• Staff training takes place in staff meetings or on INSET days
  • The SENCO attends the annual SEN conference organised by the Nottingham City Local Authority
  • The SENCO attends regular SENCO network meetings open to SENCOs from all city schools and hosted frequently here
  • New teachers and students teachers are provided with special induction training around SEND at The Trinity Catholic School

The SENCO attends relevant SEND courses and facilitates/signposts relevant SEND focused external training opportunities for staff.

Involvement of Parents/Carers

At all stages of the special needs process, the school aims to keep parents/carers fully informed and involved.  This is done through review meetings and regular correspondence between home and school.  It is hoped that this will assist in supporting pupils to reach their full potential.  Parent/carers are encouraged to make a full and active contribution to their child’s education. The school welcomes feedback from parents all year round and parents can make an appointment to speak to any member of staff, including the SENCO, throughout the year.

The Children and Families Act 2014 places a requirement on local authorities to publish a SEND Local Offer, which will set out a range of additional services and provision across education, health, social care and across the public, voluntary and independent sectors. This will detail information about what is available to support families both with and without an EHC plan. The SENCO will help parents of pupils with SEND to identify appropriate provision that may be available through the local offer. They may also signpost parents to the Parent Partnership Service, or other organisation who may be able to offer specific advice, guidance and support, where required.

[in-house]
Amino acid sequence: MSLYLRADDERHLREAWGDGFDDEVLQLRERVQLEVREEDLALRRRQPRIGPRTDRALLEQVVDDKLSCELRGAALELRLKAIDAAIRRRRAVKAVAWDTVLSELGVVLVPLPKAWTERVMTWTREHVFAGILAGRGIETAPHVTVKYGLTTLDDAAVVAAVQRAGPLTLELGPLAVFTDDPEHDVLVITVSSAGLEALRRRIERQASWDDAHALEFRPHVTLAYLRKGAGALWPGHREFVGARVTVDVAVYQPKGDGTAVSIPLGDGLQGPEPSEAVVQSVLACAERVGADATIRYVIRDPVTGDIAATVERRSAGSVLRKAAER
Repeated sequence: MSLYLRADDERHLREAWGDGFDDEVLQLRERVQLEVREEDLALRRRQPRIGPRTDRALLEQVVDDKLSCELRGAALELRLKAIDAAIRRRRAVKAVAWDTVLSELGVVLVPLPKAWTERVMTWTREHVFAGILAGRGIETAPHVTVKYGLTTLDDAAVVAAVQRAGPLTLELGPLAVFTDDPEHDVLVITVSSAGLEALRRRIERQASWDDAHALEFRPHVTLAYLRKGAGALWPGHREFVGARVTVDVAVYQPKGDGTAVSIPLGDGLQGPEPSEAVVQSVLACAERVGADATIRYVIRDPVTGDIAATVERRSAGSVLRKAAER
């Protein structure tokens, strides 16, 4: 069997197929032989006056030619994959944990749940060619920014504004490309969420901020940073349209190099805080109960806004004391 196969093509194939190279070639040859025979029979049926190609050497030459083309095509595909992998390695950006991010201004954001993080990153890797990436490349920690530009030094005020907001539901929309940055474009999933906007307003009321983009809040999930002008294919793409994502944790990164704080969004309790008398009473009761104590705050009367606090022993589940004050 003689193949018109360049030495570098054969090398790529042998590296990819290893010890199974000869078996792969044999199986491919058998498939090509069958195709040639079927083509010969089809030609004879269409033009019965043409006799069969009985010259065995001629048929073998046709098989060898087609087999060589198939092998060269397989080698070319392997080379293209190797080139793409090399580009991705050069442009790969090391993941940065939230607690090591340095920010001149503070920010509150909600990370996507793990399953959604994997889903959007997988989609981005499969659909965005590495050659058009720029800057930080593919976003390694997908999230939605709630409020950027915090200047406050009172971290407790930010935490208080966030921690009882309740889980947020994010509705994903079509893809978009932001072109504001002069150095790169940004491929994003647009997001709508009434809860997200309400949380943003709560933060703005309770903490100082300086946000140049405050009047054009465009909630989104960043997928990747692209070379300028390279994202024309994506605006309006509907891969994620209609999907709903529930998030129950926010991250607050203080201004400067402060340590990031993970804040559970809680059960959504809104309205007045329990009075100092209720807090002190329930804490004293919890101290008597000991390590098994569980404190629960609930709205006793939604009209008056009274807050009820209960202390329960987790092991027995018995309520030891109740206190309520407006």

The Nottingham City Local Offer is available on their website. 

Involvement of Pupils

Where appropriate pupils with SEND will be assigned a Key Worker and where possible they will meet regularly to ascertain the wishes and feelings of the young person. Pupils are encouraged to attend their review meetings with their parents. In addition pupil voice surveys on the work of the Emmaus and Elim centres are carried out yearly and the results are used to influence future work of the SEND department.

Transition

The SENCO will visit all of the feeder primary schools to gather information on incoming Year 7 pupils with SEND. All non-feeder schools are also contacted by phone. An additional transition day is offered to those Year 6 pupils identified by the primary SENCOs as requiring one. We also co-ordinate with those external services that offer additional transitional support, such as the Autism Transition Team. The SENCO attends the Year 6 Parents’ Induction Evening.

Transitional support for students between years and/or Key stages is organised when needed and this is usually delivered by the pupil’s Key Worker.

Accessibility

The Trinity Catholic School has lessons taught in classrooms on narrow split level corridors, on different floors with 23 flights of stairs and on two sites divided by a busy road, which pupils must be able to cope with safely. Where possible there have been reasonable adjustments made to the school building to improve accessibility. 

Complaints procedure

Complaints about SEND provision within the school will be investigated initially by the SENCO and Headteacher who will report back to the complainant through the normal complaints procedure. If the complaint is not resolved, it will be considered by a Governor with responsibility for SEND and further recommendations may be made.

Glossary

SEND – special educational needs and disabilities
SENCO – special educational needs coordinator
TA – teaching assistant
LA – Local Authority
CAMHS – Children and Adolescent Mental Health Service
EHC – Educational, Health and Care
SIMS – School Information Management System

Review

This Policy was last reviewed in February 2017 and is reviewed annualy.

Next Review Due: February 2018

Policy Owner: Mrs E Aitchison (SENCO)

Link Governor: Mrs S Morris

Approval

This policy was approved by the Local Governing Body in May 2016